Josh wanted his Aquatimer serviced, and he said that there was water inside the watch. Now of all the watches in the world, an Aquatimer isn’t the one that you expect water to be inside – you just want it outside 😉 But there it is, and through the crystal, I can already see water.
And here is the culprit – Mr. “H04” and a case back gasket that wasn’t in place properly. That means the watch was put together without waterproof testing at the end. There is a lot of water on the case back, and I hope there isn’t too much damage.
It’s been a while since the water has penetrated the case – there is already some rust building on the balance cock. If you ever flood a watch, it is essential to have it opened to dry it out as soon as possible. If you are on holidays, get somebody local just to open it up, and dry it out before you take it back home.
The movement is marked as C37524, but this is of course an ETA2892. There is a lot of marketing blurb around what IWC does with the movement, but I don’t think it’s put together by chanting Tibetan monks in Schaffhausen. My guess is that it’s a top grade ETA, shipped in a big container, already stamped as an IWC, with the rotor engraving, coming straight out of the ETA factory. I could be wrong, and the guys in Schaffhausen do all sorts of things with the movement before putting it together themselves, but I have my doubts. Why use a standard movement do do that? You might as well use one of your own, and IWC has no shortage of in-house movements. If IWC wants to invite me to Schaffhausen to prove me wrong, I’ll happily go there and report back what I have seen. 😉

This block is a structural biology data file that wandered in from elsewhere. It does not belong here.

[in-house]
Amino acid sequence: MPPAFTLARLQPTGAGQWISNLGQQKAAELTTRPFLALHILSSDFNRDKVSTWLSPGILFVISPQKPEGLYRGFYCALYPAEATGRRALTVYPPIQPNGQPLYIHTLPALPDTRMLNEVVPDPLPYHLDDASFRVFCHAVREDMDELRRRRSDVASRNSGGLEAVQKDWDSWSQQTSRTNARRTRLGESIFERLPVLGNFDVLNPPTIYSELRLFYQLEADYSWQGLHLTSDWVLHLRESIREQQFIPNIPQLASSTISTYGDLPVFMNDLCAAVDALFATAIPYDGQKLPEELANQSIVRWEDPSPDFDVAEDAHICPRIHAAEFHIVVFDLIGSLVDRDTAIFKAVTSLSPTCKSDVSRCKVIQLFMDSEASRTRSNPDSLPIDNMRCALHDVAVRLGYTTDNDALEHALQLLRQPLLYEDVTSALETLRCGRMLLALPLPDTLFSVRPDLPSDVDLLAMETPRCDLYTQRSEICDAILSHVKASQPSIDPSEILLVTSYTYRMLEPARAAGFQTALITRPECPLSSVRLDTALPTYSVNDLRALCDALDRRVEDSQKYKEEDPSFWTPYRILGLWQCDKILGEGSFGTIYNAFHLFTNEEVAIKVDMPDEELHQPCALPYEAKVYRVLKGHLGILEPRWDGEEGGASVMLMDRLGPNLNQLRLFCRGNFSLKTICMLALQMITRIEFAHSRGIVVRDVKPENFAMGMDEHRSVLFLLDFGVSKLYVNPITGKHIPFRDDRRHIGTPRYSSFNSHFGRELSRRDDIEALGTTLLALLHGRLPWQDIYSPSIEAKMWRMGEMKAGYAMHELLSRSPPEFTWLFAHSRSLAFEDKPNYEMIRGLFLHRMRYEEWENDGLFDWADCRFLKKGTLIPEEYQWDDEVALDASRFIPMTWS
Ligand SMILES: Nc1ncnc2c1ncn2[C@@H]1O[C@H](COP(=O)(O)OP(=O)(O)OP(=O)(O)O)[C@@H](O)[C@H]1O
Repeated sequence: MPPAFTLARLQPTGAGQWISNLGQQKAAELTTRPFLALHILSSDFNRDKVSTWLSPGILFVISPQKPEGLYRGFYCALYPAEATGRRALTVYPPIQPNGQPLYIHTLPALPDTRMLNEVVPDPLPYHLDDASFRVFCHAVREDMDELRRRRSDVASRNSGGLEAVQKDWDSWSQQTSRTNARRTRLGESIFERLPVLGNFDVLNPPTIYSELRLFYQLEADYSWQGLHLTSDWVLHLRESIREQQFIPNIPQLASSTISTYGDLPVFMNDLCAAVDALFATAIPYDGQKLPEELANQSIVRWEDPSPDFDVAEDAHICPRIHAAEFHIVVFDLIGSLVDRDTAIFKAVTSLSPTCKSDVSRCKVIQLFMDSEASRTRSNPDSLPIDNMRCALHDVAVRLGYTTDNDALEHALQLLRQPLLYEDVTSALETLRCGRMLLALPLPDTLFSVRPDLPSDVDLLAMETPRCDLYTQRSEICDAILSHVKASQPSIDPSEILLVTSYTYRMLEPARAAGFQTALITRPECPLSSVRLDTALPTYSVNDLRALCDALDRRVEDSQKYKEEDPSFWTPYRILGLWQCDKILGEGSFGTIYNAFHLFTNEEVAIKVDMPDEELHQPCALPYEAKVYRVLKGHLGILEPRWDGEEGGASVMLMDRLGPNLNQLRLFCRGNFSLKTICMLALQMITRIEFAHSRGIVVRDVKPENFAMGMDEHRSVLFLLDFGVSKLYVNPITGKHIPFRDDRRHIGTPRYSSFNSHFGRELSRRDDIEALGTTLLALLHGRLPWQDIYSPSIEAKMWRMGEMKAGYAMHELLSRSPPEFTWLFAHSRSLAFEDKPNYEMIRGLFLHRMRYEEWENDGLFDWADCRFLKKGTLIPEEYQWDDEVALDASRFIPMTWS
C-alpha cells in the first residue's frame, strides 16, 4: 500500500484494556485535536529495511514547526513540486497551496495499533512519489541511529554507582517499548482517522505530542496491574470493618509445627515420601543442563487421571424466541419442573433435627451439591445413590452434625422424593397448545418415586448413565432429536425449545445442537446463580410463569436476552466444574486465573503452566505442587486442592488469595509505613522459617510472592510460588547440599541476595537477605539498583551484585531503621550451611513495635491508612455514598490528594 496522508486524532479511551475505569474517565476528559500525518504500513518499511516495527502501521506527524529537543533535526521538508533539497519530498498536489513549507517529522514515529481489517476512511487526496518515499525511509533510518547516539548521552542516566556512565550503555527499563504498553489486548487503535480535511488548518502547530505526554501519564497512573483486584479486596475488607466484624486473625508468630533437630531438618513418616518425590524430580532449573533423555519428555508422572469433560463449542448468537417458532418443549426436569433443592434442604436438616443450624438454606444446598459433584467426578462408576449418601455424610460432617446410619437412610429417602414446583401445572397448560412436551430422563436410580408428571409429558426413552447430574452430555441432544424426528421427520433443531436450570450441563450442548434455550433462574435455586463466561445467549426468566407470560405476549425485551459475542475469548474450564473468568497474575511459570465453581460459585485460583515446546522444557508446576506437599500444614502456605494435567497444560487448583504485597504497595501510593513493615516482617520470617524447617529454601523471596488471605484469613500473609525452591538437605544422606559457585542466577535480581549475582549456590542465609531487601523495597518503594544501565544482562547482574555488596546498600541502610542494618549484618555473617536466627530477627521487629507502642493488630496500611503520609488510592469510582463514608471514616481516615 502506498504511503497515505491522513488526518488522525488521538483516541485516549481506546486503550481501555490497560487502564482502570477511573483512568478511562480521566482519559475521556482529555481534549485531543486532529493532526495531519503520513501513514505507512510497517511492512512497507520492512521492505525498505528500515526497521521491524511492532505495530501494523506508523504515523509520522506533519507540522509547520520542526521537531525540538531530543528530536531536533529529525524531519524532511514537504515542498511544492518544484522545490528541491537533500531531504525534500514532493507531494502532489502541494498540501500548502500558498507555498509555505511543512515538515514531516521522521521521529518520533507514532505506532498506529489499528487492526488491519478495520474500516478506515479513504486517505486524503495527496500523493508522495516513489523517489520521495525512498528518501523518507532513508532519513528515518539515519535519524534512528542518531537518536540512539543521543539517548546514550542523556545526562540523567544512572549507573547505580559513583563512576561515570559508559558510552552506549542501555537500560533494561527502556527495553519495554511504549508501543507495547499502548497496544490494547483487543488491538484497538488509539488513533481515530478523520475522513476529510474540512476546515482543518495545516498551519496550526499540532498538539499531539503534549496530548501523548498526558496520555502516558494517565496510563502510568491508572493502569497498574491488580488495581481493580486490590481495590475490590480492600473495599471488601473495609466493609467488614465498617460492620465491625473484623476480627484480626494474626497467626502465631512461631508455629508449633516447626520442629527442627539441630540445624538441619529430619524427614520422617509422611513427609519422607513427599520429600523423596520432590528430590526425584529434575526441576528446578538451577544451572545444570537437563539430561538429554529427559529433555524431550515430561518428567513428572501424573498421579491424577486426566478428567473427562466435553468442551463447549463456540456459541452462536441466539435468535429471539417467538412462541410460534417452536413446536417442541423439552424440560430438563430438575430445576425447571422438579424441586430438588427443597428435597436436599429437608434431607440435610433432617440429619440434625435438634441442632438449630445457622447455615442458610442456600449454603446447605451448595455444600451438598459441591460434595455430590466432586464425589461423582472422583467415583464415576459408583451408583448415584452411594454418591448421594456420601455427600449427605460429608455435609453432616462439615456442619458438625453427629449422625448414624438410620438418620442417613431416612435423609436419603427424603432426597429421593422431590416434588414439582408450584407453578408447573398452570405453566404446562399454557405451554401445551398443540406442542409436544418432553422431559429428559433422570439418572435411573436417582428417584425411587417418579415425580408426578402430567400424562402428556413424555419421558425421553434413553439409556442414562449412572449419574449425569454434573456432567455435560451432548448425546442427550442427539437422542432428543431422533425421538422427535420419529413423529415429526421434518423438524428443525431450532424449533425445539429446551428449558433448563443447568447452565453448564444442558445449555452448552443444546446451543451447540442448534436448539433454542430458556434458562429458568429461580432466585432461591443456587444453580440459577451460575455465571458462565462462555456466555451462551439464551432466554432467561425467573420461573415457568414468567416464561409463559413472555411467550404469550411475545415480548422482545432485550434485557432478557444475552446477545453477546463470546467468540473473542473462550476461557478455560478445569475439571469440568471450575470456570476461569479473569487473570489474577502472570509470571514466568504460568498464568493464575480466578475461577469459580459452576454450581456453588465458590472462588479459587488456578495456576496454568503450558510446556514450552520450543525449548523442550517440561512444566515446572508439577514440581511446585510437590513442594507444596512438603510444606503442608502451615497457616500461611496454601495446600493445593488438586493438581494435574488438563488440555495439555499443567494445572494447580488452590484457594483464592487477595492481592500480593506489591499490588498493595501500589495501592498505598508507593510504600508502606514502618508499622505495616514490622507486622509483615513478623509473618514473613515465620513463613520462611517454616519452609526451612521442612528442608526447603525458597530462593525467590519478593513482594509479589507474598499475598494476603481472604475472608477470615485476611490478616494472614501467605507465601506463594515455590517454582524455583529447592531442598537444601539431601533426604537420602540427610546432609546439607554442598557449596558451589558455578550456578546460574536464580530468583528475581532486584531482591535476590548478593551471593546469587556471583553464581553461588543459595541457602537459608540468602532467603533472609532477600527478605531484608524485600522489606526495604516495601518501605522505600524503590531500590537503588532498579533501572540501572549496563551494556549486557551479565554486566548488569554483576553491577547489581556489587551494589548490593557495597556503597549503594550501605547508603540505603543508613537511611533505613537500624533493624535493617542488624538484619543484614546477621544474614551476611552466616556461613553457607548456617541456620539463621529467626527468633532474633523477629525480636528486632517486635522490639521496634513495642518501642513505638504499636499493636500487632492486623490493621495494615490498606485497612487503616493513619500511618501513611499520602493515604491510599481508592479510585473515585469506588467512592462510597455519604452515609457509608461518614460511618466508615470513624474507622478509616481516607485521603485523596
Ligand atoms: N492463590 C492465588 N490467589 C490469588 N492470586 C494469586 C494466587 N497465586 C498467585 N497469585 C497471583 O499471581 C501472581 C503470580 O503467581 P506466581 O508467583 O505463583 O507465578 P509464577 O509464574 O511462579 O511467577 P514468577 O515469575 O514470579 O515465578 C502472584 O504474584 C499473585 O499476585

An Aquatimer without the aqua – that’s better!